SFF REVIEW: Saloum (2021)

It is a constant struggle for African cinema to receive the attention and exposure that it deserves, which is why it is such a pleasure to see this year’s Sydney Film Festival include Jean Luc Herbelot’s 2021 multi-genre feature Saloum. Herbelot is Congolese; his new film was produced in Senegal. It is a wonderfully slippery and unexpected work, and it dances nimbly from action to thriller to bleak character drama and beyond. Part of the pleasure comes from experiencing those shifts and turns as they come; as a result Saloum joins a select rank of films where what it is promoted as and what it actually is are not necessarily the same thing. That makes for a marvellous 80 minutes of fast, frantic entertainment.

The film begins with three mercenaries – Chaka (Yann Gael), Rafa (Roger Sallah), and Minuit (Mentor Ba) – evacuating a Spanish drug kingpin and his money from a violent coup d’etat in Guinea-Bissau. Their plan is to fly to the comparative safety of Dakar, but when their plane’s fuel tank is pierced during the escape they are forced to make a landing in the middle of Senegal’s remote Saloum Delta. They make their way to the nearest village in search of resin and petrol, and find an oddly prosperous holiday retreat managed by the genial Omar (Bruno Henry).

There is an immediate and ominous contrast between the grizzled, notorious mercenaries (known across Africa as the “Bangui Hyenas”) and the hipster-esque commune they discover. Rafa and Minuit want to get in and out as fast as they can, but Chaka lingers. It is clear he is harbouring a secret. It is clear half the characters in the film have secrets, whether the overly charming Omar, deaf visitor Awa (Evelyne Ily Juhen), or a local police chief (Ndiaga Mbow) whose arrival in the village seems suspiciously timed at best.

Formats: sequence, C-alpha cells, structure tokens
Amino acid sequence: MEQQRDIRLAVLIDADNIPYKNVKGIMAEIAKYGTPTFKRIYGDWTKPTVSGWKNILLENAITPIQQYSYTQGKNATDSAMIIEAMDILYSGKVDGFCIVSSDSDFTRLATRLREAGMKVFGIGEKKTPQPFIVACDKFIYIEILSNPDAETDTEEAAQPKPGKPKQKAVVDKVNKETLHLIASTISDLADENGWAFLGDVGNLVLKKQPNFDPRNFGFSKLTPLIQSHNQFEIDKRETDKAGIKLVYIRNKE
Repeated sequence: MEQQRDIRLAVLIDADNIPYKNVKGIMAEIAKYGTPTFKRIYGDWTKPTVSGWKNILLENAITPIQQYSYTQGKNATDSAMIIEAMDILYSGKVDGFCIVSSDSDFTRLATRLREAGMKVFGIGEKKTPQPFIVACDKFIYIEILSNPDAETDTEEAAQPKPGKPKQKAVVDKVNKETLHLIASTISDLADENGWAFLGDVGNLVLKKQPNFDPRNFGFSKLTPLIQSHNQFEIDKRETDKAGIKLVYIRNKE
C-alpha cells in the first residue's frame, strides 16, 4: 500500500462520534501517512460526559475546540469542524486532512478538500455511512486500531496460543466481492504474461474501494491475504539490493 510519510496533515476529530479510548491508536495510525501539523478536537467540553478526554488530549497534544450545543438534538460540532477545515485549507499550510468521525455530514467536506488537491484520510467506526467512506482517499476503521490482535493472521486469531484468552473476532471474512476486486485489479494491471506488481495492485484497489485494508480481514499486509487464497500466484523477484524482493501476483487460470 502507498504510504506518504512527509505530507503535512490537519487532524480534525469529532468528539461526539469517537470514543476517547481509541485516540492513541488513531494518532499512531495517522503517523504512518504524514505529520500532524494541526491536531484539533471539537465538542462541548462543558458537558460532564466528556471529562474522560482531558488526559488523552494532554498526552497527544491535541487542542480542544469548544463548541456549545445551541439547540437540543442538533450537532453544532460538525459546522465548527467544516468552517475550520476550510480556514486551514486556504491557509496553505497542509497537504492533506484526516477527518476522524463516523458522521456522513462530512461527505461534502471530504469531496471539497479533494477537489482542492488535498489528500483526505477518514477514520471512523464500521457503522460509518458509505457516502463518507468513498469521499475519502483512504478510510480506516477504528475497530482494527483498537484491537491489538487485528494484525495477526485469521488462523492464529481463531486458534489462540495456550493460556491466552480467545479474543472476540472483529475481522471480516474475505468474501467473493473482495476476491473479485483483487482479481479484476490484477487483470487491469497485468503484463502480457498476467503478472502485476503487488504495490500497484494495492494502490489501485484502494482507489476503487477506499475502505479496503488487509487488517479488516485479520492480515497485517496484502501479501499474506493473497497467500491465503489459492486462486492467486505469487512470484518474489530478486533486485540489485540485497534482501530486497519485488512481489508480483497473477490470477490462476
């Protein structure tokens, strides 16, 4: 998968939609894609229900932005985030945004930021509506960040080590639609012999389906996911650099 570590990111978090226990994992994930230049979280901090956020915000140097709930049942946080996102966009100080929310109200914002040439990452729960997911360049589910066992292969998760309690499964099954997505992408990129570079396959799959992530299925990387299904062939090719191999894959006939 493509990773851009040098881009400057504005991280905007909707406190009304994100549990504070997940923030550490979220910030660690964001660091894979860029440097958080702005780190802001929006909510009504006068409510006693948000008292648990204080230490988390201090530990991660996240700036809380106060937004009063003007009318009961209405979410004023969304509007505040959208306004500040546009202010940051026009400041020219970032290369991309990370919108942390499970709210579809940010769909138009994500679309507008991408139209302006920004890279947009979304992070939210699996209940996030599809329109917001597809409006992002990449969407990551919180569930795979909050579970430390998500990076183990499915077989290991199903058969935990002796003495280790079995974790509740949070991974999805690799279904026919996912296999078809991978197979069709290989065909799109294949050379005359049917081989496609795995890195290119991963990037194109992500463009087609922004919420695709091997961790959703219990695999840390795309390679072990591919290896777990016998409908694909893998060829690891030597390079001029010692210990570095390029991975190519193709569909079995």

This is not simply a film produced in West Africa: it is dominated by African culture, history, and politics. The film as presented simply would not work in any other location or cultural context. Herbelot – co-writing with producer Pamela Diop – handles these aspects powerfully and with impressive nuance, whether it is the region’s awful history of child soldiers, or its traditions and folklore.

It features a strong cast, particularly its three mercenary leads. Evelyne Ily Juhen does great work as Awa, although it must be noted that the actor herself does not appear to be hearing-impaired or non-verbal. (If anybody reading here knows for sure, be sure to leave a comment; I’m happy to make an edit.) Despite Juhen’s clear talent, there is almost certainly at least one deaf actor in Senegal who missed out on the perfect role.

The aggressive pace of the film helps it along enormously. There is no room to breathe or to rest, and the constant shifts in character, tone, and genre make it an energetic and refreshing watch. It is also aided by the uniquely beautiful Senegalese setting: all dusty deserts and shallow lagoons. The production values are outstanding. This looks, sounds, and moves with the confidence and sheen of a world-class piece of cinema.

I always encourage film enthusiasts to watch as broad a range of cinema as possible. Saloum is a perfect example of the exact sort of movie we should all be seeking out. It is intelligent, stylish, and wonderfully original. It is currently screening at the Sydney Film Festival, and looks likely – given its distribution arrangements – to be streaming internationally on Shudder in the near future.

Saloum is screening at the 2022 Sydney Film Festival. For more information, check out the SFF website here.

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